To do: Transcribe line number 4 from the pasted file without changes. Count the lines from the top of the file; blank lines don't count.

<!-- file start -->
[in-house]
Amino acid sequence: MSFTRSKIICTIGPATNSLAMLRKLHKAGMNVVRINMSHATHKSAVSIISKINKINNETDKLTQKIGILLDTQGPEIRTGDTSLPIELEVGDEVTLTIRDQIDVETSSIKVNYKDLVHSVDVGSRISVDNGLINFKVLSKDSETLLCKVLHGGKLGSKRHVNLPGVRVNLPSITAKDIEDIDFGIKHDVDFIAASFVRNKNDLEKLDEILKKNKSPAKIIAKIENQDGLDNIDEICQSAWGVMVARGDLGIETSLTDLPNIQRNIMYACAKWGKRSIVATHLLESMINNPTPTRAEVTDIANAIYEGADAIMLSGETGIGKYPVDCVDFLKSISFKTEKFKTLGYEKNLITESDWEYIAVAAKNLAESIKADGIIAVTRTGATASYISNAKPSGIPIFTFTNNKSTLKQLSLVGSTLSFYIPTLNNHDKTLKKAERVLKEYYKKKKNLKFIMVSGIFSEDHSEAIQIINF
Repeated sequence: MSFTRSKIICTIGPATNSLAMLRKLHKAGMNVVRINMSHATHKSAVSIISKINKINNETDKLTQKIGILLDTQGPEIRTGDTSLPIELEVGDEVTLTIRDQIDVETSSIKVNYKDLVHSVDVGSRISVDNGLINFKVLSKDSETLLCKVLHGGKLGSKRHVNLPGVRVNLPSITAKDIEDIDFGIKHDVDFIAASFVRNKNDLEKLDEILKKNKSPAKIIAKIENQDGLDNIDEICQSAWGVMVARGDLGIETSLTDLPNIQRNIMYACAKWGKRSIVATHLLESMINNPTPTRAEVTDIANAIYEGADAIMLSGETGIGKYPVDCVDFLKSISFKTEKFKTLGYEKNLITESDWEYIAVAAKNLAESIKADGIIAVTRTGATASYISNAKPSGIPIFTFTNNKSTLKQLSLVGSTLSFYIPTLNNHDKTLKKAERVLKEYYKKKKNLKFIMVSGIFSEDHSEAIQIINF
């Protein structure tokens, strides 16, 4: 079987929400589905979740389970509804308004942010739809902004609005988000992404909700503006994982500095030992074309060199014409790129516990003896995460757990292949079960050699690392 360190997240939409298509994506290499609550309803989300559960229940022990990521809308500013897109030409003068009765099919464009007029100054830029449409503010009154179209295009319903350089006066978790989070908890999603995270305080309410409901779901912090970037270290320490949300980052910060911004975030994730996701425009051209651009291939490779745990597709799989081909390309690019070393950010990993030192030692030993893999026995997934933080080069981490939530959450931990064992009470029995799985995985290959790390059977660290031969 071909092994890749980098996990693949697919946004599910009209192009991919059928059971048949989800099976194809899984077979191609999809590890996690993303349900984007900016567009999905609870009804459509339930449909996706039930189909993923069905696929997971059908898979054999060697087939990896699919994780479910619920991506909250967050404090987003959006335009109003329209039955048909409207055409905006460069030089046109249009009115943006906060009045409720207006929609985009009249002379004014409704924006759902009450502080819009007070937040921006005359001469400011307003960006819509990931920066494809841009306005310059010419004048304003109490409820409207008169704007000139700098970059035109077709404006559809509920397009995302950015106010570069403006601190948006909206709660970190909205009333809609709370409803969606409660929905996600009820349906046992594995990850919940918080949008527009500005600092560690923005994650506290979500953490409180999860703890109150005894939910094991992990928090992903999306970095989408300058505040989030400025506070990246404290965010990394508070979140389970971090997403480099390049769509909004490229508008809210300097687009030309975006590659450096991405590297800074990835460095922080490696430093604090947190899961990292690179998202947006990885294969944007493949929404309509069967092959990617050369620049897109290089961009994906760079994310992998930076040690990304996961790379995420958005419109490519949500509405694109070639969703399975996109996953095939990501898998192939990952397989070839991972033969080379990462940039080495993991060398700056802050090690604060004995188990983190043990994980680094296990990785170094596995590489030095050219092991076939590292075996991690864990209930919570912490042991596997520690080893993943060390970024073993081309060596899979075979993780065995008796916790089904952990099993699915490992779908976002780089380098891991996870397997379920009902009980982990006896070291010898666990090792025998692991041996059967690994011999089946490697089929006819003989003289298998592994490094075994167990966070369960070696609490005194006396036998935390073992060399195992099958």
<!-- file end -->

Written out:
């Protein structure tokens, strides 16, 4: 079987929400589905979740389970509804308004942010739809902004609005988000992404909700503006994982500095030992074309060199014409790129516990003896995460757990292949079960050699690392 360190997240939409298509994506290499609550309803989300559960229940022990990521809308500013897109030409003068009765099919464009007029100054830029449409503010009154179209295009319903350089006066978790989070908890999603995270305080309410409901779901912090970037270290320490949300980052910060911004975030994730996701425009051209651009291939490779745990597709799989081909390309690019070393950010990993030192030692030993893999026995997934933080080069981490939530959450931990064992009470029995799985995985290959790390059977660290031969 071909092994890749980098996990693949697919946004599910009209192009991919059928059971048949989800099976194809899984077979191609999809590890996690993303349900984007900016567009999905609870009804459509339930449909996706039930189909993923069905696929997971059908898979054999060697087939990896699919994780479910619920991506909250967050404090987003959006335009109003329209039955048909409207055409905006460069030089046109249009009115943006906060009045409720207006929609985009009249002379004014409704924006759902009450502080819009007070937040921006005359001469400011307003960006819509990931920066494809841009306005310059010419004048304003109490409820409207008169704007000139700098970059035109077709404006559809509920397009995302950015106010570069403006601190948006909206709660970190909205009333809609709370409803969606409660929905996600009820349906046992594995990850919940918080949008527009500005600092560690923005994650506290979500953490409180999860703890109150005894939910094991992990928090992903999306970095989408300058505040989030400025506070990246404290965010990394508070979140389970971090997403480099390049769509909004490229508008809210300097687009030309975006590659450096991405590297800074990835460095922080490696430093604090947190899961990292690179998202947006990885294969944007493949929404309509069967092959990617050369620049897109290089961009994906760079994310992998930076040690990304996961790379995420958005419109490519949500509405694109070639969703399975996109996953095939990501898998192939990952397989070839991972033969080379990462940039080495993991060398700056802050090690604060004995188990983190043990994980680094296990990785170094596995590489030095050219092991076939590292075996991690864990209930919570912490042991596997520690080893993943060390970024073993081309060596899979075979993780065995008796916790089904952990099993699915490992779908976002780089380098891991996870397997379920009902009980982990006896070291010898666990090792025998692991041996059967690994011999089946490697089929006819003989003289298998592994490094075994167990966070369960070696609490005194006396036998935390073992060399195992099958």